As it was, our time was short, a mere sixth months when my heart starved for a century, the impossibility of romantic yearning. I coveted him with the harsh envy of a dragoness, longing to dissect every thread of his person to weave him closer to my soul. Each of his executions I attended with the zeal of a repentant Catholic, watching with immovable concentration as other ladies shielded their eyes, or else fainted from the russet horror of his killing.
So often did I see my lover’s sword clip skull from neck that the iron reek of the action came to arouse me, for I could only think that it was this same arm that had held me close under a perspiring knot of skin and sheets. Though morbid my predilection, it did not occur to me to be ashamed of it, for to be so would be to taint the image of my lover, and this I could never do. Even the limp sacks of corpses hauled up from his block, dripping with ichor and ammonia, were, to my comprehension, beheaded angels, heralding the presence of my sweetheart.
My eyes saw as the great painters of our time observe even the most dismal scene, filtering the macabre so that all that I perceived from amidst the baying crowds was my man’s beloved presence. Often I envisaged myself kneeling in the place of his unhappy victims, contemplating the warmth of his being at my back, the weight of his fell stare, even the tread of his thick boots upon the scaffold as he prepared to make his strike.
I did not want to die, of course; my death would be to leave him, and that could never be. It was only that each moment his attention was not upon me was as sore as some grievous wound, and I would have done all to be the focus of the spectators’ stares, should they have known that I was his.
There was one execution that I recall with luminous clarity, the sentencing of a woman said to be a witch and an adulteress, crimson of hair and as pale as a marsh fog beneath the October sun, the very image of that thing she was accused of. Those of us gathered before the block were silent as she spoke her final words, vowing her innocence, calling on God as though, in some trumpeting miracle, He would reach down to pluck her from that stage and free her of this destiny.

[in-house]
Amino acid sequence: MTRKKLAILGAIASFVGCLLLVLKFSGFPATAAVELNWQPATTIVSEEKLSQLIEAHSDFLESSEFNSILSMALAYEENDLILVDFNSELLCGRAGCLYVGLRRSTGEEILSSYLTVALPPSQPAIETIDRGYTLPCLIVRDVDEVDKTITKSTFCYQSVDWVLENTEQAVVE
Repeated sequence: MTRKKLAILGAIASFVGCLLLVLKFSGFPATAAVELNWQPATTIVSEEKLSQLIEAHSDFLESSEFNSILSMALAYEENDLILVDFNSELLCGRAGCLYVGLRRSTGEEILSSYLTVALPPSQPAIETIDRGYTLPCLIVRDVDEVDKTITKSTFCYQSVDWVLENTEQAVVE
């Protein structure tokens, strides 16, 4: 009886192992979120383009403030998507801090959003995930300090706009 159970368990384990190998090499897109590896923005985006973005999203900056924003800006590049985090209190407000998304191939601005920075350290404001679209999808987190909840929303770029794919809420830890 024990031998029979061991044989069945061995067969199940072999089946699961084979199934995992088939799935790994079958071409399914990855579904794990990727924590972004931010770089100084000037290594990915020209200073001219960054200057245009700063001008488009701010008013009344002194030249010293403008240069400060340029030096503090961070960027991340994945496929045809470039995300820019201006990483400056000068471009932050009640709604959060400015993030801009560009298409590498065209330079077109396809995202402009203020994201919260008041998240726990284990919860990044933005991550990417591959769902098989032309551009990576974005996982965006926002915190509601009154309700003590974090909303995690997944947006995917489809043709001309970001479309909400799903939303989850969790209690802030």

My lover rose behind her like an omen, his silhouette engraved upon the sky. Even hooded his allure was evident, and it stunned me that no other there appeared to see it. They were deprived, bereft through their unknowing blindness. Only I witnessed the man in his distinction, the sculpted arms, the oiled motion of an automaton that gripped him as he took up his position.
The doomed woman looked back at him, her dim eyes base with dread. Could she not sense the attending seraphim, the burning hand of God that was to hold her through the last of her filthy life? I know from the bland fixture of terror about her person that she did not. She only saw a black swordsman, grim, and silent, and unpleasant as a raven picking at the carrion that she would soon become.
She could not read his eyes, which, to me that knew him, were bleak with sorrow and disquiet. This only strengthened his perfection, my dark Gabriel with his unwanted duty.
He stepped up behind the woman and swept his sword in a singing arc. My heart leapt in answer to that gesture, and I recall that I moved forward, to the stage, my hands outstretched towards him, yearning, dearly, for his touch, even if it be the agony of the killing blow.
It was as the sword came down upon the witch’s neck that my lover’s gaze met mine, recognising, suddenly, my face beneath my shawl, rosy with the passions of love and lust unbound. I witnessed, then, for some foul moment, the descent of rank disgust about his pupils, like storm clouds eclipsing the moon.
Yet surely I imagined it, for when the woman was dead, and my man had set about wiping the gleaming scarlet of her blood from his sword, there was nothing in his eyes save for the focus of his duty. And, after that, there was less still, the absence of anything but colour.